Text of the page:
Big Firm Innovation: Good Luck!

Tom Peters

My columns are meant to help practicing managers. Yet when it comes to innovation, especially in big firms, I am stymied.

Strategy analyst Mike Kami says that Sears, Roebuck’s “brand new” 1988 strategy is a carbon copy of its 1973 and 1983 “brand new” strategies. Nothing much seems to happen. And it’s been 10 months since IBM’s latest “radical” reorganization. We can expect another momentous upheaval any day, once again aimed at speeding up innovation.

In the 1985 book, Final Cut, the story of how conglomerate Transamerica concocted the all-time movie disaster, Heaven’s Gate, author Steven Bach cites screenwriter William Goldman’s chief observation about Hollywood: “NOBODY KNOWS ANYTHING.” I’d argue for putting Goldman’s line on a plaque to be hung behind the desk of every big firm executive involved with innovation.

Final Cut recently kept me up until 4:00 a.m. It does a top-notch job of capturing the day-to-day process of innovating in sizable firms. Bach was the head of production, later fired, for Transamerica’s United Artists subsidiary. (The Heaven’s Gate fiasco led to the dismantling of UA.)

Political considerations caused a dozen miscues. For starters, Bach failed to express the depth of his initial reservations about the project. As the newly appointed co-head of production, he didn’t want to begin by shooting down his new colleague’s pet project. Subsequently, standard big-company doctoring of bad news led to repeated false optimism. And then there was the equally standard lack of consequences following adverse outcomes; deadline slip after deadline slip led only to frenzied meetings, never decisive action.

But the biggest UA problem was money. Not too little, but too much. UA liked big bets; and Transamerica had very deep pockets. The brakes were never applied, and UA repeatedly stood idly by as Director Michael Cimino indulged his every overdone whim.

The woes resulting from Transamerica’s too-deep pockets are almost interchangeable with the saga of Xerox’s personal-computer blunder, described in gory detail by Douglas Smith and Robert Alexander in their new book, Fumbling the Future: How Xerox Invented, Then Ignored, the First Personal Computer.

Xerox’s Palo Alto Research Center (PARC) is a lovely lab in a lovely setting, the compelling vision of then-Xerox chairman, Peter McColough. PARC was staffed with brilliant minds and awash in cash. Product after pioneering product was conceived at PARC. However, Xerox’s Connecticut headquarters team was preoccupied with turning back the challenge of IBM and Kodak, then Minolta and Canon in the copier business. PARC blissfully trundled on in pursuit of a dream—an expensive toy, which someday would deliver. But someday never seemed to come. Visitors to PARC, like Apple’s Steve Jobs, got turned on by what they saw. Jobs’ exposure to Xerox’s over-complicated, over-expensive Star system gave him essential ideas for the Macintosh.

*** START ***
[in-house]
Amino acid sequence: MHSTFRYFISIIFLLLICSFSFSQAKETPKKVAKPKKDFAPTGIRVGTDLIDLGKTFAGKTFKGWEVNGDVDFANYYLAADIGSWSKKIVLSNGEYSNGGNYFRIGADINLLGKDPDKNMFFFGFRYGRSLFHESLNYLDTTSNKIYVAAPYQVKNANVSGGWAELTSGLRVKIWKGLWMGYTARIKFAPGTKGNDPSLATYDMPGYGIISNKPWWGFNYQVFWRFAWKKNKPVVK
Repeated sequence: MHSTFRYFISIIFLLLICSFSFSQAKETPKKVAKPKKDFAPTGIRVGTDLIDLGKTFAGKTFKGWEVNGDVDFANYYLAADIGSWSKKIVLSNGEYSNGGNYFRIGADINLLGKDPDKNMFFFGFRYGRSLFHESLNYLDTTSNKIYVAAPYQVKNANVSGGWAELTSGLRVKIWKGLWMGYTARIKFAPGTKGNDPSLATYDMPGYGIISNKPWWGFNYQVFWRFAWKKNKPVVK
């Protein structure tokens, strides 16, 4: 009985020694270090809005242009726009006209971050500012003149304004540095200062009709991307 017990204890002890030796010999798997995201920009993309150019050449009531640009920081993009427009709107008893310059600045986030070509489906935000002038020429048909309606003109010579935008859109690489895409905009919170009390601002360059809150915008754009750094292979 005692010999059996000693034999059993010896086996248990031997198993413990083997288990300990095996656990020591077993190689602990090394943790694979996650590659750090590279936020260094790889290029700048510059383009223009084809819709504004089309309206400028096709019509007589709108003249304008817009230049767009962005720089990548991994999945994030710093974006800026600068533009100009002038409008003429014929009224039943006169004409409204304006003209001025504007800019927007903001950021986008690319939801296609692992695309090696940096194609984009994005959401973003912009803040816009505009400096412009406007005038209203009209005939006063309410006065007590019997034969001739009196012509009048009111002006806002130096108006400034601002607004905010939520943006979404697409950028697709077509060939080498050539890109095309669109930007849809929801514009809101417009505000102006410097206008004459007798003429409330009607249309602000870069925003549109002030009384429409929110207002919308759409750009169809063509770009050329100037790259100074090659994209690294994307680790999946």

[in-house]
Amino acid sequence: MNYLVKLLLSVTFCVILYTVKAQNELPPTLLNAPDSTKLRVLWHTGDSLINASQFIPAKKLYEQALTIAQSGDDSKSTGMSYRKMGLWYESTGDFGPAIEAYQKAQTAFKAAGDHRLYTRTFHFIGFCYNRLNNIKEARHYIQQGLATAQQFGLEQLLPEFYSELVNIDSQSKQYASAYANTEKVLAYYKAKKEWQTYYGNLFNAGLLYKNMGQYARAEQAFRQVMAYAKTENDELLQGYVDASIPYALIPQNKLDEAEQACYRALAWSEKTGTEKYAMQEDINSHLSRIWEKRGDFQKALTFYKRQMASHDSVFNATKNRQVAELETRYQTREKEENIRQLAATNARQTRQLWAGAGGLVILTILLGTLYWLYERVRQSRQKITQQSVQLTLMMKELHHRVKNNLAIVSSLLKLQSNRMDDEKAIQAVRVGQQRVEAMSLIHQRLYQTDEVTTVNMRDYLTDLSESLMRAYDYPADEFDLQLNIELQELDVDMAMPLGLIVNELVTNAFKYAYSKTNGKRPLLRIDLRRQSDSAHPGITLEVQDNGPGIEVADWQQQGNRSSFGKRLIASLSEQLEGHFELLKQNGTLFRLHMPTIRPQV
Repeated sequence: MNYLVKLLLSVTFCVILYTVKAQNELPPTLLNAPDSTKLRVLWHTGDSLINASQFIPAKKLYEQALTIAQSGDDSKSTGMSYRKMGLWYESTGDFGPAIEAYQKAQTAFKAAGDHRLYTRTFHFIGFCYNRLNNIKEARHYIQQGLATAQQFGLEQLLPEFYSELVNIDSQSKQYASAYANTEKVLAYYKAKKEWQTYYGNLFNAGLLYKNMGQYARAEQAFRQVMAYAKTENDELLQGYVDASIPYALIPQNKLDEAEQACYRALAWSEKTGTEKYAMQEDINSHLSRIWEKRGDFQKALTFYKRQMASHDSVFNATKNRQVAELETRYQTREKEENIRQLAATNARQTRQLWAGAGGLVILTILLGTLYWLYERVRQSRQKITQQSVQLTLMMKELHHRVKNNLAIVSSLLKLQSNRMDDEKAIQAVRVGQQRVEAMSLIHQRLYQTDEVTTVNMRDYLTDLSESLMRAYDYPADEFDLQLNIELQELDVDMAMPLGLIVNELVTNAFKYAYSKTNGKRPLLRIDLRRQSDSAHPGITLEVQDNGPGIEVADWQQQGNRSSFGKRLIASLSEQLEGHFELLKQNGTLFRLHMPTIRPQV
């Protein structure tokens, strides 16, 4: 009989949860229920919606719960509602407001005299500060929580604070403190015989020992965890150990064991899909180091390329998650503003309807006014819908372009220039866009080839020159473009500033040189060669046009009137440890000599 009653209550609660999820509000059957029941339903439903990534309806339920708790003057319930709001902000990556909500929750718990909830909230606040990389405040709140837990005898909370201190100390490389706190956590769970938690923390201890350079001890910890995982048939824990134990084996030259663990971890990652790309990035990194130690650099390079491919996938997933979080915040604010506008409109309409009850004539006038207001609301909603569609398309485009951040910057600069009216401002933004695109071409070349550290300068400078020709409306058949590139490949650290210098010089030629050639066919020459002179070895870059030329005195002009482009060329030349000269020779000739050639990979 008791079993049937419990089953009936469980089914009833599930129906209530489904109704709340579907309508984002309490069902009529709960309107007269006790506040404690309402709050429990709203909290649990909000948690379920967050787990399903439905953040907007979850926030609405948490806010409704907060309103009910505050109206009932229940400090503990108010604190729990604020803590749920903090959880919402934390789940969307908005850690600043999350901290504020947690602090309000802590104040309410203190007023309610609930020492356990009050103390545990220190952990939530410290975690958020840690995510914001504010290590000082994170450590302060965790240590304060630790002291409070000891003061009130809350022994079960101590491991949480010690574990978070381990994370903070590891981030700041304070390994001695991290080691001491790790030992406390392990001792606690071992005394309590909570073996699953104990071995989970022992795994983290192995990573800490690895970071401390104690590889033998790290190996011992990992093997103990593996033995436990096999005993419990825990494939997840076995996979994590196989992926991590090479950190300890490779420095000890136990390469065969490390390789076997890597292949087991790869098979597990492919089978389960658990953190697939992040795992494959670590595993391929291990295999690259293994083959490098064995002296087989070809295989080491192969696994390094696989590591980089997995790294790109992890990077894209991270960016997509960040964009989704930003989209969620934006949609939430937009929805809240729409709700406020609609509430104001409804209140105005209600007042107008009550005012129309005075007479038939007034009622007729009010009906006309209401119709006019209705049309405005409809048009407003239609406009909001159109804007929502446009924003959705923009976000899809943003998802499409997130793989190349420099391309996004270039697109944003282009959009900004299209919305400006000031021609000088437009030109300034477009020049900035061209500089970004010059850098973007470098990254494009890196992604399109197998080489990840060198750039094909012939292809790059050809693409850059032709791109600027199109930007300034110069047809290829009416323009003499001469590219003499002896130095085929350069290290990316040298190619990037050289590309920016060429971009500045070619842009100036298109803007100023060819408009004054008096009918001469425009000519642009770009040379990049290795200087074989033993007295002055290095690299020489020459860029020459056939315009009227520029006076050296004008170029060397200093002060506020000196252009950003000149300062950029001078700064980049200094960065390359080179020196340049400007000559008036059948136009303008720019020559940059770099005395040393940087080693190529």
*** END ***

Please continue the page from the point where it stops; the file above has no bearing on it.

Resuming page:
The book’s epilogue tells the story best, listing the current occupations of former standouts at PARC: One founded GRiD Systems, the successful laptop computer producer; two founded pioneering Metaphor Computer. A trio are senior officials at Apple Computer, and a score more are in key posts at Digital Equipment, Microsoft, et al.

In another book of the same genre, Fast Forward: Hollywood, the Japanese and the VCR Wars, author James Lardner lays out every pathetic detail surrounding the failure of RCA, Bell & Howell, and a host of other big outfits to come up with a commercially successful VCR. The villains are the same: big-firm politics; too much money; too little accountability; grandiose plans; too much complication; too big a bet.

This series of books, mostly about failure, occasionally about success (Tracy Kidder’s classic Soul of a New Machine), warrant more attention than the numerous management texts that lay out the ABCs of managing innovation.

Maybe the term “managing innovation” is part of the problem. It implies the possibility of rules and the reign of rationality. But innovation is hopelessly messy. Any honest recounting of either a simple or a complex innovation project reveals 10,000 unexpected twists and turns—from problems with the science to the vagaries of getting customers to use anything new.

In fact, even the success tales are ultimately discouraging. Soul of a New Machine, for instance, documents the exploits of Data General’s renegade group that developed a save-the-company mini-computer, after the firm’s rich, central lab flopped. But the book mainly reveals the most unlikely set of circumstances that led to this rare success; replication would be all but impossible.

Ideas for managers? Autonomy for business units. Short deadlines. Low budgets. Lots of tries. Focus on small markets. Customers involved from the start. Would-be champions selected for passion and persistence more than for organizational or technical skills. These suggestions have merit, but even the track record of those who have tried them all is disheartening.

In the end, Goldman’s advice—NOBODY KNOWS ANYTHING—may be the best starting point. Acknowledging the frightful innovation pitfalls and giving up dreams of the perfect innovation checklist or the “right” inspiring vision are big steps toward dealing realistically with the top management problem of our age: big firm innovation in an increasingly ambiguous, crowded and fast-moving world.

1988 TPG Communications.

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